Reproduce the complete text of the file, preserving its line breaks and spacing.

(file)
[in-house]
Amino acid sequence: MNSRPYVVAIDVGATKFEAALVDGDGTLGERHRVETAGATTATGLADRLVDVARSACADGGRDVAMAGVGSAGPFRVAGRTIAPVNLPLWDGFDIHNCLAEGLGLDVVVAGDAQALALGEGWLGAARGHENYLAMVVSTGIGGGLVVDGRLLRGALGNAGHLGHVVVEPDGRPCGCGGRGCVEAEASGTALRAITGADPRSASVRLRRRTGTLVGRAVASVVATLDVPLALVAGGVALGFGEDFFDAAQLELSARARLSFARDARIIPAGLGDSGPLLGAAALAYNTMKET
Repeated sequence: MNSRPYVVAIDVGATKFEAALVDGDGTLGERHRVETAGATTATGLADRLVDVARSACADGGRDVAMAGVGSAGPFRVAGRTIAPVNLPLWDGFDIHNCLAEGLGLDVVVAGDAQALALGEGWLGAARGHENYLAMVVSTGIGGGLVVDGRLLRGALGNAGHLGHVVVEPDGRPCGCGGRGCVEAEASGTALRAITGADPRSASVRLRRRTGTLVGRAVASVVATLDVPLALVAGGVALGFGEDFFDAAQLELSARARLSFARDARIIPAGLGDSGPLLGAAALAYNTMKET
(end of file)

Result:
[in-house]
Amino acid sequence: MNSRPYVVAIDVGATKFEAALVDGDGTLGERHRVETAGATTATGLADRLVDVARSACADGGRDVAMAGVGSAGPFRVAGRTIAPVNLPLWDGFDIHNCLAEGLGLDVVVAGDAQALALGEGWLGAARGHENYLAMVVSTGIGGGLVVDGRLLRGALGNAGHLGHVVVEPDGRPCGCGGRGCVEAEASGTALRAITGADPRSASVRLRRRTGTLVGRAVASVVATLDVPLALVAGGVALGFGEDFFDAAQLELSARARLSFARDARIIPAGLGDSGPLLGAAALAYNTMKET
Repeated sequence: MNSRPYVVAIDVGATKFEAALVDGDGTLGERHRVETAGATTATGLADRLVDVARSACADGGRDVAMAGVGSAGPFRVAGRTIAPVNLPLWDGFDIHNCLAEGLGLDVVVAGDAQALALGEGWLGAARGHENYLAMVVSTGIGGGLVVDGRLLRGALGNAGHLGHVVVEPDGRPCGCGGRGCVEAEASGTALRAITGADPRSASVRLRRRTGTLVGRAVASVVATLDVPLALVAGGVALGFGEDFFDAAQLELSARARLSFARDARIIPAGLGDSGPLLGAAALAYNTMKET